Ihab Ali Nawawi

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Ihab Mohamed Ali Nawawi
Mugshot photograph of Nawawi
Other namesNawawi[2]
Abu al Tayar[3]
Yousef Kanana[3]
Abu Sulaiman[3]

An Egyptian-American cab driver, Ihab Mohamed Ali Nawawi became a personal pilot to Osama bin Laden in the early 1990s.


Nawawi moved to the United States as a youth with his family, and attended an Orlando high school before traveling to fight in the Soviet invasion of Afghanistan.[1]

He trained at the Airman Flight School in Norman, Oklahoma, before joining the fledgling al-Qaeda in the Sudan.[4][5] In the 1990s, he worked for the Muslim World League in Pakistan.[1]

L'Houssaine Kherchtou later testified in the United States that he had seen an Egyptian briefing Nawawi on air traffic control procedures, leading him to believe that an attack on an airplane, possibly in Saudi Arabia, was in the works.[6]


After Wadih el-Hage asked Essam al-Ridi to sell a private Sabre-40 jet on the Egyptian market, al-Ridi traveled to Khartoum where he met with Nawawi and the pair of them tried to repair the plane; however the brakes failed after a test flight with both men flying, and the plane crashed into a sand dune. The event attracted public attention, since the plane was unique in being a private aircraft at Khartoum International Airport and known to belong to Osama bin Laden. Worried that the Egyptian Mukhabarat would learn of his whereabouts, al-Ridi fled the Sudan.[7]

Return to United States[edit]

Nawawi returned to the United States in 1996.[1]

When Ali Mohamed moved to the United States, Nawawi helped him make the transition.[8] When Mohamed was arrested as a double agent working for both al-Qaeda and the CIA, a letter from Nawawi was discovered in his house that urged him to give "best regards to your friend Osama".[1]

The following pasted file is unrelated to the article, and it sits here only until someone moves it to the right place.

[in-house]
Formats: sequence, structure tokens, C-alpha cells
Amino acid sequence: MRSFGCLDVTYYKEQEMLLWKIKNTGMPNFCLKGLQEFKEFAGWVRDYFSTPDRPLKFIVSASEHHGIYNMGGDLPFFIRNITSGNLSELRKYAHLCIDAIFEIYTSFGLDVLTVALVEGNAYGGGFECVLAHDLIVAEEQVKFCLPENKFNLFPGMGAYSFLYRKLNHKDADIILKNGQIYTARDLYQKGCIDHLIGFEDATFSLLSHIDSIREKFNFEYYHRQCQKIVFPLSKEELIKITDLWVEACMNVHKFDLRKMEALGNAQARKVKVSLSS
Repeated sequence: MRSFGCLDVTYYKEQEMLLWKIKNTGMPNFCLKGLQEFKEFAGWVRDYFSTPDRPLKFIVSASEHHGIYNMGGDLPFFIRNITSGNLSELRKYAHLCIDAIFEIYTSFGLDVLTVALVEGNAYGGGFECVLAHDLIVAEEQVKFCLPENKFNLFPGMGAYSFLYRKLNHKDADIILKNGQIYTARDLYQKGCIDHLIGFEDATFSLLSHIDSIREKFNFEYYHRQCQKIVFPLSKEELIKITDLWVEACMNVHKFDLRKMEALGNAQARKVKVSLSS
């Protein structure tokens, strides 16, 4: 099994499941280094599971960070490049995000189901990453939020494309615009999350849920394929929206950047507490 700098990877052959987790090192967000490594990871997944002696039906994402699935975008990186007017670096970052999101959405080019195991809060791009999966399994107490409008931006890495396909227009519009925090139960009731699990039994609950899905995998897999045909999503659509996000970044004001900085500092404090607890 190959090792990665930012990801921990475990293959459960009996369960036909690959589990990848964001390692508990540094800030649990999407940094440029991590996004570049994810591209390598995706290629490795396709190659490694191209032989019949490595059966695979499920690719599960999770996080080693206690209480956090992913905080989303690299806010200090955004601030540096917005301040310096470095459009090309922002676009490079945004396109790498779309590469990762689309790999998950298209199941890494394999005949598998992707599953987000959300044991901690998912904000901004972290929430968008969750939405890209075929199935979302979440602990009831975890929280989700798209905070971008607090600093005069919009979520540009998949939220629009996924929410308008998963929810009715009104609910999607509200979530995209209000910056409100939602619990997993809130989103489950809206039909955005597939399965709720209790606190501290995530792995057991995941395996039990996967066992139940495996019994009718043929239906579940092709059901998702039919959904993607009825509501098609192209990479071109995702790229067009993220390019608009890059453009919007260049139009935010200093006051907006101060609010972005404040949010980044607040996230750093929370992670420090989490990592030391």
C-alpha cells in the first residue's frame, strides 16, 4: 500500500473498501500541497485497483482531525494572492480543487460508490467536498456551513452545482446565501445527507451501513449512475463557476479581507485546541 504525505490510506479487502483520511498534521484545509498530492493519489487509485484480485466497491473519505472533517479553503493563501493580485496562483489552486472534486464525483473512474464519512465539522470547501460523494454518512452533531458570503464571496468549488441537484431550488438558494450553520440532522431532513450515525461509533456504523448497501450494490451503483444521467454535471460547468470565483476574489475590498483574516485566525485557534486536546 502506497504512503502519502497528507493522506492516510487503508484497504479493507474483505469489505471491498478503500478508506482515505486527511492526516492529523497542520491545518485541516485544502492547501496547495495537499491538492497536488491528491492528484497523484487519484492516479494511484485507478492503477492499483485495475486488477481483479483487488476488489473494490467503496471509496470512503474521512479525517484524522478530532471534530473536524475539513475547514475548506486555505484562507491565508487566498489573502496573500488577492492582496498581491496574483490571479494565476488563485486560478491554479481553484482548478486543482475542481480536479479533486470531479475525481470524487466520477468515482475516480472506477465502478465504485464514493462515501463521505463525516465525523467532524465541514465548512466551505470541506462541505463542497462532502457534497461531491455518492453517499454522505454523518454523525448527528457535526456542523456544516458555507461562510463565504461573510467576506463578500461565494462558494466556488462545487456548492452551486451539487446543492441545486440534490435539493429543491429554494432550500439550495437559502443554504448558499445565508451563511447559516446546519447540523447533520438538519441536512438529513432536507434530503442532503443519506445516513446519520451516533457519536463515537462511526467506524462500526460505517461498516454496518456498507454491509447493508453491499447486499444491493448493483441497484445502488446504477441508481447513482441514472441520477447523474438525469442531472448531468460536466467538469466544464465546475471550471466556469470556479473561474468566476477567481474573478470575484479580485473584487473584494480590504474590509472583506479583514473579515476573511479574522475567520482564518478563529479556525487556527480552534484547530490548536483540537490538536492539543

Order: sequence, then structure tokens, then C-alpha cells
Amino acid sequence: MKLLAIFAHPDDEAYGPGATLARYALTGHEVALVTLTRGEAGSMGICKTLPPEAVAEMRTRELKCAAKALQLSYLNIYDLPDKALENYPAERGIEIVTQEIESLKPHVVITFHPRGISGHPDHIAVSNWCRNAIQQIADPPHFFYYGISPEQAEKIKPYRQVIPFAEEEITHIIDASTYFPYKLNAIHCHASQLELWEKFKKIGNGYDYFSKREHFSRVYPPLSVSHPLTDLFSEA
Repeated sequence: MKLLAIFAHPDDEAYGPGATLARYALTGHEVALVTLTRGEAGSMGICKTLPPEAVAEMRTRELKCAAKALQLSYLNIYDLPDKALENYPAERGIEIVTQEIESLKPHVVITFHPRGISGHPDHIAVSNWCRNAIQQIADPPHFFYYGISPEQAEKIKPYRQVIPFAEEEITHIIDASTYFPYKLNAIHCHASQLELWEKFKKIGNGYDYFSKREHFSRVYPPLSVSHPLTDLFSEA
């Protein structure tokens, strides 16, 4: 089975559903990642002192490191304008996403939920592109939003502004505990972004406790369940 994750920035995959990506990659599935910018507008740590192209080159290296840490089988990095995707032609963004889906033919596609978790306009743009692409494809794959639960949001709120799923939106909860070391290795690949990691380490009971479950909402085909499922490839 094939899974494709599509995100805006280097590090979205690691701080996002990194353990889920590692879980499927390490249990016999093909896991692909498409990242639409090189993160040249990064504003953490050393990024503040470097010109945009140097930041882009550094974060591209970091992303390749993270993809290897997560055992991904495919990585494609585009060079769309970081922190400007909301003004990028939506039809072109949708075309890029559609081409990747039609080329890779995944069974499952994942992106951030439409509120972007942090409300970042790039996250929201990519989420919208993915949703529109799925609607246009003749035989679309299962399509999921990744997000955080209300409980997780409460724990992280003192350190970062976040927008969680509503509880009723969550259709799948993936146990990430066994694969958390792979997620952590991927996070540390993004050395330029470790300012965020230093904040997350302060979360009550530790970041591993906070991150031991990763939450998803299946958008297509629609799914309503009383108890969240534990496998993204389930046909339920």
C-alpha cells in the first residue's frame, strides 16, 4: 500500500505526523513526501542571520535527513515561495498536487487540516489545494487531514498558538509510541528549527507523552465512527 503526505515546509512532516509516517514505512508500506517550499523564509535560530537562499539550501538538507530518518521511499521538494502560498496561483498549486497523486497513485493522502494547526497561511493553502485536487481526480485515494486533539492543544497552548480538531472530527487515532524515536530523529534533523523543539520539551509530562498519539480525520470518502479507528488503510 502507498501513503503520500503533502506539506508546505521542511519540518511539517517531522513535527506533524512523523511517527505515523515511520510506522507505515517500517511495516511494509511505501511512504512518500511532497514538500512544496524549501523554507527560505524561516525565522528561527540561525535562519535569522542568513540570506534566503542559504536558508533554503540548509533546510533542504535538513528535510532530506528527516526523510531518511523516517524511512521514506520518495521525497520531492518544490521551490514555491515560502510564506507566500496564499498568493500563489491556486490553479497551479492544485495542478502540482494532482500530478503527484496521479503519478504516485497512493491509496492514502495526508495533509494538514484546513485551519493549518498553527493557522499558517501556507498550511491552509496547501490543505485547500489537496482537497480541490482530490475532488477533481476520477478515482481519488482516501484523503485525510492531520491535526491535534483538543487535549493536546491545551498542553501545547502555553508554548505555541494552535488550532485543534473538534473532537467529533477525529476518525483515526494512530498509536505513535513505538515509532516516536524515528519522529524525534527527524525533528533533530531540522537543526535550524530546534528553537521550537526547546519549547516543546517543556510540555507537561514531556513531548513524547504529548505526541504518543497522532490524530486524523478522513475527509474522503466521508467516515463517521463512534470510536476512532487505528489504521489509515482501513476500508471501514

He was arrested May 18, 1999, in Orlando.[1] In September 2000, he was charged with contempt of court and perjury.[9][10]

In March 2001, Nawawi pleaded guilty to perjury, criminal contempt and conspiring to kill U.S. nationals and agreed to cooperate with the prosecution. At a May 2009 sentencing, he received time served after spending a decade in prison and was released.[11]


  1. ^ a b c d e f Murphy, Chuck. 'Pilot Led a Quiet Life in Orlando.' St. Petersburg Times: Oct. 28, 2001.
  2. ^ Aita, Judy. 'Ali Mohamed: The Defendant Who Did Not Go to Trial.' U.S. State Department publication, May 15, 2001
  3. ^ a b c L'Houssaine Kherchtou testimony, United States vs. Osama bin Laden et al., trial transcript, Day 8, Feb. 21, 2001
  4. ^ Benjamin, Daniel & Steven Simon. "The Age of Sacred Terror", 2002
  5. ^ Bergen, Peter, "Holy War, Inc.", 2001
  6. ^ United States of America v. Usama bin Laden, et al., Day 8, 2/21/2001
  7. ^ United States District Court for the Southern District of New York, January 14, 2001
  8. ^ Lance, Peter. "Triple Cross", 2006. p. 123
  9. ^ http://www.sptimes.com/News/102801/Worldandnation/Pilot_led_a_quiet_lif.shtml
  10. ^ Shenon, Philip (May 18, 2002). "FBI knew for years about terror pilot training". New York Times.
  11. ^ http://www.washingtontimes.com/news/2015/feb/14/american-bin-laden-asked-him-in-90s-to-use-plane-a/?page=all